Sunday, April 17, 2011
The Thing You Can't Do
Last week I wrote about Ron burying one of our goats, something he had to do although I’m sure he never wanted to. Ron loved a challenge—as long as it was related to the carpentry trade. To renovate our farmhouse, he learned wiring and stone pointing and all sorts of framing, drywall, flooring, and finishing techniques.
In other words, he loved to acquire anything he could hang from his tool belt. He shied away, though, from challenges that would stretch him from the inside out. Instead of staying as his father lay dying in the hospital, he offered to take his mother home—a move he regretted so much he mentioned it in his suicide note five years later. I was the one who stayed with Lloyd that last, long night. I’d never seen anyone die before, either—but I didn’t think he should do it alone.
Due to my need to commit Ron to psychiatric treatment against his will, and his subsequent suicide standoff, Ron continued to give me ample opportunities to do things I thought I couldn’t. It seems odd to call them “opportunities,” but in the long view, that’s what they were: each impossible challenge I met made me a larger, stronger person.
It wasn’t a lesson I sought to learn from him, but Ron taught me that sometimes you’ve got to do that thing you think you can’t.
Here are a few of the challenges I faced after Ron’s death, which I write about in my memoir:
1. I had to contest a lawyer’s invoice when, unbeknownst to me, divorce services originally valued at $3,000 had transitioned, upon Ron’s death, into a $15,000 estate case (I had no experience with lawyers; until then I had only ever bartered for the purchase of a Christmas tree).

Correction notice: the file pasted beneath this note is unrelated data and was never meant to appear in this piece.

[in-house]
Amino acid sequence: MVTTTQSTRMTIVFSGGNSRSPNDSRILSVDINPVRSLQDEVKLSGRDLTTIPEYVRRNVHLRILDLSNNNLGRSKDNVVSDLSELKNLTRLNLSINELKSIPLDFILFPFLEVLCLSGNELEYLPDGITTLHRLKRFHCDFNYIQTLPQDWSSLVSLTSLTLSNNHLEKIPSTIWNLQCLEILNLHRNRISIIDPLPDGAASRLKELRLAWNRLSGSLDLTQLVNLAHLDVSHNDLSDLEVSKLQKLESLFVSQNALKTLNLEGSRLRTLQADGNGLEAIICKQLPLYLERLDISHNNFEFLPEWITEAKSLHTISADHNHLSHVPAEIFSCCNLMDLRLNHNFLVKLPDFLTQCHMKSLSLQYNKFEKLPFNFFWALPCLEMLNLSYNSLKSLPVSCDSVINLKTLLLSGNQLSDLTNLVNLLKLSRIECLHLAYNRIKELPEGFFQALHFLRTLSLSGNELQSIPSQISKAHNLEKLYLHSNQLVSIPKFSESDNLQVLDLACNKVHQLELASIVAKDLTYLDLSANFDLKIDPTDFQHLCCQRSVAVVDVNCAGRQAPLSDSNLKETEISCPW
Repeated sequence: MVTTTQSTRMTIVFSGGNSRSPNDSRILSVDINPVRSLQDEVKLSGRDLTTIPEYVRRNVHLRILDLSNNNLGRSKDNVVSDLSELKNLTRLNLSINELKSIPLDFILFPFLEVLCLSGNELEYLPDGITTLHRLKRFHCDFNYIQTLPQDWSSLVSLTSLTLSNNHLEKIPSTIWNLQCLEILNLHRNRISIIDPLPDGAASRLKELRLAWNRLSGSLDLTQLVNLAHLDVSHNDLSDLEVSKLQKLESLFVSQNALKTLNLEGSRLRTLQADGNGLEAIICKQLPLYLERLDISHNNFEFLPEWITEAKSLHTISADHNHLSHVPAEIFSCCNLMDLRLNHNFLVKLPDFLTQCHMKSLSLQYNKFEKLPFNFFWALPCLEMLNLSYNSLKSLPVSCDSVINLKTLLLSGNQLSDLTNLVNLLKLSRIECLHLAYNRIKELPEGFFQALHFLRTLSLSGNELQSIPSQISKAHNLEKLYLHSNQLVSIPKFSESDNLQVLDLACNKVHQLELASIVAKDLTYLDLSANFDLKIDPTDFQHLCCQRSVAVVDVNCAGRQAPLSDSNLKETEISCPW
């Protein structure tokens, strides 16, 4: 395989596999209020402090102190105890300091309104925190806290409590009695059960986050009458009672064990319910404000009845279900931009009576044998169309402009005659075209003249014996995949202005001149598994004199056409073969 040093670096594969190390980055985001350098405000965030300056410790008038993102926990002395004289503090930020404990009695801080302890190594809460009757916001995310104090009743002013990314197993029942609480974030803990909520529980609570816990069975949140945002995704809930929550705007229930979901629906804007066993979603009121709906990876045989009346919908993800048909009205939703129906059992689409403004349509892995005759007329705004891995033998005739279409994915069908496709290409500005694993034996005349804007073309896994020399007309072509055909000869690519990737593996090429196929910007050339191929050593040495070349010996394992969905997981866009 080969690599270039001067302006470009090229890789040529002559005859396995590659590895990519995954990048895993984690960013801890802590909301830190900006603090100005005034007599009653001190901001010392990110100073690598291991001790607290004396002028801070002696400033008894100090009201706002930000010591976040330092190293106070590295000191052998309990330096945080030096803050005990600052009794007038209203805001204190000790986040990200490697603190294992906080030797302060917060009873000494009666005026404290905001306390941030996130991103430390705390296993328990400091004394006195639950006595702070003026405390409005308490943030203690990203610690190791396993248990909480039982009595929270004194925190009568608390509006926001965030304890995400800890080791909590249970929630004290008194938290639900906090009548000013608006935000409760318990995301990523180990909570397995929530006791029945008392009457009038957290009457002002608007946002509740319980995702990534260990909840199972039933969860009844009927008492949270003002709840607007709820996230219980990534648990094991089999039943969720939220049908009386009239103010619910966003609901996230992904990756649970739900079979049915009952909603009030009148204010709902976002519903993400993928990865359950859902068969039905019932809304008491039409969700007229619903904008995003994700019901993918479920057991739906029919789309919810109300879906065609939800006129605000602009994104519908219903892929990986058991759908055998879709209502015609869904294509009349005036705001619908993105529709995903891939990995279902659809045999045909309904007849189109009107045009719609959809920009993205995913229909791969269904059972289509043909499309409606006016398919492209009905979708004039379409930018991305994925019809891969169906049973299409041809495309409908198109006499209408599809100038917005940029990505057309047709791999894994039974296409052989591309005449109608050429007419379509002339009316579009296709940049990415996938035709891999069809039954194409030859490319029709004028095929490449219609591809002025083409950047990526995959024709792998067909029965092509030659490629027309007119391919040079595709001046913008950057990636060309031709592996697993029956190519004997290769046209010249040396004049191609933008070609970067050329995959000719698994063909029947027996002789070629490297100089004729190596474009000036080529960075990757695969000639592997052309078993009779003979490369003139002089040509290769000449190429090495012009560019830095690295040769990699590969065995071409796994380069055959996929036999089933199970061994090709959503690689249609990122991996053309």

2. I had to tell my eight- and ten-year-old sons that their father had killed himself.
3. I had to scrape pieces of my husband’s brain off the wall of his woodworking shop, where the Hazmat team missed them.
4. After six months, I finally found a service that could clean up after mace—the police who shot it into Ron's shop, to try to get him to come out during the standoff, had no clue how to help me.
5. I sold my husband’s guns (I knew nothing of guns, was scared to touch them, and felt faint standing in the gun shop).
6. I took a weekend after Christmas, waiting on one toll-free number after another, to cancel 29 active credit cards I didn't know about (I’ve refused every offer of new credit since, no matter what the enticement).
7. Dealt with #s 1–6 above, and more, while teaching my sons—who should never have had to witness any of this—that hope is always possible to find.
8. Watched as a vet euthanized my dear dog Max, because he too suffered from the suicide standoff, and while life left his body I was determined that my loving eyes would be the last thing he’d see—then brought him home and buried him on the farm.
9. Stayed on the farm to raise my children, facing down again and again and again what happened there.
10. Through all of this, held tight enough to my belief in the possibility of a healthy, enduring love that I was able to marry again.
I've learned that all sorts of things are possible. I remember once thinking that I’d never be able to swim a half-mile—then I swam two.
I, like my husband Dave, am afraid of heights—yet we climbed the Beehive at Acadia National Park in Maine (pictured above).
I thought I'd never travel abroad then Dave and I accompanied the boys on their school choir trip to Italy and watched them sing in the Vatican.
I recently thought I’d never be able to lose weight at my age—then, with hard work, lost 15 lbs.
I didn't think I could face caring for my parents, who suffer from dementia—but I am.
I once thought I’d never amass enough words or ideas to fill a book, but the memoir I’m writing is my third. Can I get any of them published? It's harder than ever for a first-time author to break into print and yet... Who knows what other feats I’m capable of?
I've decided there’s never shame in falling short of a goal. Because if you don’t try, you’ll never know. The trying, in and of itself, can add value to your life.
What have you done, that you thought you’d never be able to do?